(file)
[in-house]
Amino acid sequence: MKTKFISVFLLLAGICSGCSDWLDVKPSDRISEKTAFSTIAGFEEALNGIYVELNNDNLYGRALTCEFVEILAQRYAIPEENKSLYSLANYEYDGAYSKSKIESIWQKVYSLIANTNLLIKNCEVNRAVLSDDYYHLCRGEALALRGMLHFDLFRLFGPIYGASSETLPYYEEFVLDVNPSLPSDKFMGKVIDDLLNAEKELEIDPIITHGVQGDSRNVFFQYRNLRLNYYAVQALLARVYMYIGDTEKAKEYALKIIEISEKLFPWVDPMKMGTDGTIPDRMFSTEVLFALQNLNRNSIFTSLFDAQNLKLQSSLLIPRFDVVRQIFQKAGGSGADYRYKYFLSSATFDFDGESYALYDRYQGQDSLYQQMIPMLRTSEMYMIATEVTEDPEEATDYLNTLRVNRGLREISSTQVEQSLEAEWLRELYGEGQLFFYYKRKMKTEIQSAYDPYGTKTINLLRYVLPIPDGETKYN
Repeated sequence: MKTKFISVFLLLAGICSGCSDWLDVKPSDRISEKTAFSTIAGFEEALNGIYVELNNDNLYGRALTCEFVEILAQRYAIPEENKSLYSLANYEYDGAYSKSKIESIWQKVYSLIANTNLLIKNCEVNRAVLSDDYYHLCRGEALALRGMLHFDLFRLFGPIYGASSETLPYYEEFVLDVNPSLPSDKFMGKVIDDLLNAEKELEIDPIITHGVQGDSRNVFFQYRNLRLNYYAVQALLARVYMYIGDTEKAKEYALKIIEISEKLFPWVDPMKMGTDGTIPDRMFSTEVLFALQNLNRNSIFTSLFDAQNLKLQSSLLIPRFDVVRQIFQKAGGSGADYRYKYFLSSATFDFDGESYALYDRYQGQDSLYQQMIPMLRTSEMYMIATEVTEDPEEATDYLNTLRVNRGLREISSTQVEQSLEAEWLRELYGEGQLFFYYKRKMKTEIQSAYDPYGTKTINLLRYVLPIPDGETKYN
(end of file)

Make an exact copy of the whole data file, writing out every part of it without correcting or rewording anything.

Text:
[in-house]
Amino acid sequence: MKTKFISVFLLLAGICSGCSDWLDVKPSDRISEKTAFSTIAGFEEALNGIYVELNNDNLYGRALTCEFVEILAQRYAIPEENKSLYSLANYEYDGAYSKSKIESIWQKVYSLIANTNLLIKNCEVNRAVLSDDYYHLCRGEALALRGMLHFDLFRLFGPIYGASSETLPYYEEFVLDVNPSLPSDKFMGKVIDDLLNAEKELEIDPIITHGVQGDSRNVFFQYRNLRLNYYAVQALLARVYMYIGDTEKAKEYALKIIEISEKLFPWVDPMKMGTDGTIPDRMFSTEVLFALQNLNRNSIFTSLFDAQNLKLQSSLLIPRFDVVRQIFQKAGGSGADYRYKYFLSSATFDFDGESYALYDRYQGQDSLYQQMIPMLRTSEMYMIATEVTEDPEEATDYLNTLRVNRGLREISSTQVEQSLEAEWLRELYGEGQLFFYYKRKMKTEIQSAYDPYGTKTINLLRYVLPIPDGETKYN
Repeated sequence: MKTKFISVFLLLAGICSGCSDWLDVKPSDRISEKTAFSTIAGFEEALNGIYVELNNDNLYGRALTCEFVEILAQRYAIPEENKSLYSLANYEYDGAYSKSKIESIWQKVYSLIANTNLLIKNCEVNRAVLSDDYYHLCRGEALALRGMLHFDLFRLFGPIYGASSETLPYYEEFVLDVNPSLPSDKFMGKVIDDLLNAEKELEIDPIITHGVQGDSRNVFFQYRNLRLNYYAVQALLARVYMYIGDTEKAKEYALKIIEISEKLFPWVDPMKMGTDGTIPDRMFSTEVLFALQNLNRNSIFTSLFDAQNLKLQSSLLIPRFDVVRQIFQKAGGSGADYRYKYFLSSATFDFDGESYALYDRYQGQDSLYQQMIPMLRTSEMYMIATEVTEDPEEATDYLNTLRVNRGLREISSTQVEQSLEAEWLRELYGEGQLFFYYKRKMKTEIQSAYDPYGTKTINLLRYVLPIPDGETKYN